August 27, 2004

The Swift boat coverage reflects the heat-seeking political journalism that is so prevalent today. 


It contains all the elements we find in such stories:
 



  • Prominent political figure;

  •  Explosive allegations against the political figure’s integrity and credentials;

  •  Initially ignored, but fueled by politically-oriented websites and radio talk shows;

  •  Fed upon by journalists hungry for something to replace the temporary lull in attention-grabbing news from other places;

  •  Long on he said/he said claims and counter-claims;

  •  Short on context, and independent, journalistic investigation and verification.

With the Republican National Convention beginning next week, maybe we can learn from the Swift boat controversy that exploded following the Democratic National Convention.


Instead of addressing such controversies by simply seeking commentary from competing camps, journalists might consider asking questions that illuminate, rather than just ignite, an issue.


When the political accusations/allegations begin flying, here are some of questions journalists might use to increase the public’s understanding of what they mean:



  • Who’s making the accusation/allegation?

  • What’s their background?

  •  Why now?

  • To whom are they connected?

  •  Where does the accuser’s funding come from?

  • What bearing does the accusation, allegation have on the individual and that person’s ability to lead?

  • What can be verified by facts, documentation, and public records?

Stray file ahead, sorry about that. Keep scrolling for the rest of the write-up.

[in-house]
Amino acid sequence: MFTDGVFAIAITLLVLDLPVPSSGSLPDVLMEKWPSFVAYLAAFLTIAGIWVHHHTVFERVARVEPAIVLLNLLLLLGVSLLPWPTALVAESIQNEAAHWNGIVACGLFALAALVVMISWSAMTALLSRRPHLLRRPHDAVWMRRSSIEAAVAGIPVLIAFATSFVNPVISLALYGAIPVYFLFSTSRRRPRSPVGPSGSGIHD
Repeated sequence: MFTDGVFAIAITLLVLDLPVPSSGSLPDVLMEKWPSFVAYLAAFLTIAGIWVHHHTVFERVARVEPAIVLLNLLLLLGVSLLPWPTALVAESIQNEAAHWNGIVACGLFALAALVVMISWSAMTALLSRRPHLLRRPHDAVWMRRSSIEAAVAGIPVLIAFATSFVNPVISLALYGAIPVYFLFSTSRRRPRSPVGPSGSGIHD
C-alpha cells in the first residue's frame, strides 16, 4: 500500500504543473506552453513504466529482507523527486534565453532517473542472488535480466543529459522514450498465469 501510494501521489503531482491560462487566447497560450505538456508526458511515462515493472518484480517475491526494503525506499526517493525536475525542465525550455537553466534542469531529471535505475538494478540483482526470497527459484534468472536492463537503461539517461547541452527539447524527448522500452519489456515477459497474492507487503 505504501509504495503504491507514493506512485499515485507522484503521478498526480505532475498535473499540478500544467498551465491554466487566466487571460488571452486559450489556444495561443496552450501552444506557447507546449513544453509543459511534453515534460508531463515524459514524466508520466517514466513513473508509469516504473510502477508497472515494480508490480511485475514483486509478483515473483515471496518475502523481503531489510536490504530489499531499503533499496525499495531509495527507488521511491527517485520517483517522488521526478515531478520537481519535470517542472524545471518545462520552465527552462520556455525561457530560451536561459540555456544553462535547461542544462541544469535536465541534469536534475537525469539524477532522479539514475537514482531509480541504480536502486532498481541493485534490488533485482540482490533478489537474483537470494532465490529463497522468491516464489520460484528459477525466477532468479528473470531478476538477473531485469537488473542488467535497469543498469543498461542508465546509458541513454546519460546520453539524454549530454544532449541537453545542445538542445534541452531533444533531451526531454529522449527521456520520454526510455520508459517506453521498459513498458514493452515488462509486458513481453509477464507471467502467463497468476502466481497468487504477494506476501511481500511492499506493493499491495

•  What kind of information connects the dots, and frames the issue, so the public can make informed decision about what’s going on?

  •  And our classic ethical decision-making question: what do we know and what do we need to know?

I recognize that the increasing number of news outlets vying for public attention make competition a more constant pressure that’s hard to avoid. For some journalists, this seems to mean we should let everything slip in. We just collect, count and cast it out there for all to see.


Such an approach promises to devalue what we do and how we do it. If we want to ensure our credibility in the midst of the controversy, here are some things to remember:



  •  We still need standards, guiding principles and questions we can ask before we fling open our gate.

  • We must focus not only the specifics of what we learn, but what it means to our audiences.

  • We benefit when we differentiate stories that involve information the public needs immediately, such as news of an approaching hurricane, from stories that can be more usefully presented after more reporting.

  • We benefit from taking more time to study, evaluate and scrutinize the nuances and complexities common to other stories that are not as immediate, such as the Swift boat saga.

  • We work best when we offer not only facts but also frames that enhance the ability of readers and viewers to understand the information.

To play with a popular line, the race is not always to the swift but to those secure and sure of what they have to offer.

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Aly Colón is the John S. and James L. Knight Chair in Journalism Ethics at Washington and Lee University in Lexington, Virginia. Previously, Colón led…
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